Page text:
S/T-10 Trimaran, Searunner

BROWN31S/T-10

Trimaran, Brown Searunner

31' x 18' x 2.2 Tons

12-Ft. Dia. Sea Anchor

Force 7-8 Conditions

 

File S/T-10, obtained from Donald Longfellow, Garden Grove, CA. - Vessel name Take Five, hailing port Ventura, Searunner trimaran designed by Jim Brown, LOA 31' x Beam 18' 6" x Draft 5' (2' 6" board up) x 2.2 Tons - Sea anchor: 12-ft. Diameter Para-Tech on 300' x 7/16" nylon braid tether and bridle arms of 45' each, and 1/2" galvanized swivel - Full trip line - Deployed in Papagayo conditions in shallow water (25 fathoms) about 20 miles off the coast of Nicaragua with winds of 30-40 knots and choppy seas of 6-8 ft. - Vessel's bow yawed 10° - Drift was estimated to be 3 n.m. during 6 hours at sea anchor.

 

Papagayo winds can come up unexpectedly. They are caused by an intensification of the trade winds in the southwestern Caribbean, blowing offshore through narrow gaps in the mountains of Central America, setting up a short, nasty chop that may run at a 30-50° angle to the predominant wave train. The real difficulty for small craft is not the size, but the steep and confused nature of the seas. Papagayos can last for a few hours, subside slowly, then come back up again. They are most prevalent from December to March. The name Papagayo comes from the Gulf of Papagayo - northern Costa Rica - where they probably blow the hardest. Their southern limit is fairly distinct, being about 10 miles south of Cabo Velas in Costa Rica. The Papagayo is harder to predict than its cousins to the north, the intimidating Tehuantepeckers of the Gulf of Tehuantepec (Mexican isthmus) and the Santa Anas of Southern California. The owner of Take Five has equipped her with a number of drag devices, including a Galerider. On 29 January 1991 he deployed a 12-ft. diameter sea anchor to cope with Papagayos. Transcript:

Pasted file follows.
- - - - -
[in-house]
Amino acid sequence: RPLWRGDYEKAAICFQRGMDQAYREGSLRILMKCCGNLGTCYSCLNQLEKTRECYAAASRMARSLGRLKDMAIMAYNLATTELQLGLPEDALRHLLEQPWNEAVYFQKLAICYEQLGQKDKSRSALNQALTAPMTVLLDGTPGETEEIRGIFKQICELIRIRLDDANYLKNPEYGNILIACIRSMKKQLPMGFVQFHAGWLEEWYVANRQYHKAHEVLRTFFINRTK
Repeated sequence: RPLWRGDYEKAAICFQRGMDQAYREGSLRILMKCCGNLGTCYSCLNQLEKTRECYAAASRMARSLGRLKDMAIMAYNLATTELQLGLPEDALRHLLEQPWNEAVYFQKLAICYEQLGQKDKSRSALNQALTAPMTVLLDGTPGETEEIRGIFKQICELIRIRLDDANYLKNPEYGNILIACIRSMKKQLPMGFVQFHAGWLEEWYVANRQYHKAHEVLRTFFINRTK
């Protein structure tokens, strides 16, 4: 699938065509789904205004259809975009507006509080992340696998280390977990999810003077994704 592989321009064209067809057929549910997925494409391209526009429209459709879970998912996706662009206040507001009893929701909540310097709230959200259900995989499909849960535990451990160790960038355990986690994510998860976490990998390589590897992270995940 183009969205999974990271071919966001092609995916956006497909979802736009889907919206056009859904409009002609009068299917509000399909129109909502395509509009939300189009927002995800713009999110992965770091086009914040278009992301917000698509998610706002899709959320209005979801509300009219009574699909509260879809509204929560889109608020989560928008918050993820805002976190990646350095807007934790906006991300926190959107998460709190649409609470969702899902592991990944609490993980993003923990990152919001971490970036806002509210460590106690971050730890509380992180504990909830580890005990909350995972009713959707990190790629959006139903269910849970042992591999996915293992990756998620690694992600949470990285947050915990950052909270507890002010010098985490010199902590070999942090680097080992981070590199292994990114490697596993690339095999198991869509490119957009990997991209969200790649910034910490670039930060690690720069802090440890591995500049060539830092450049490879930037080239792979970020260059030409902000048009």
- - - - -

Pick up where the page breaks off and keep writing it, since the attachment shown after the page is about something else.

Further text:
Because the wind was coming out of the breaks in the coastal mountains it was blowing 30 degrees off the direction of the primary wave track (120° magnetic). Adjusting the length of one bridle arm didn't rotate the boat sufficiently so I re-led the starboard bridle arm to a snatch block near the stern of the starboard float. This allowed the boat to face into the large waves coming from farther down the coast, which I considered more important than facing directly into the wind. The centerboard was up but side-to-side yaw wasn't a problem. Despite the atrocious looking sea state I eventually noticed that the boat decks were dry and, except for an occasional errant wave slapping the hull, the boat was quite comfortable. Drift was more than what I've experienced on other occasions that I've used the para-anchor. Perhaps there was a current present or perhaps it could be attributed to turning the hull 30 degrees to the wind.

 

 

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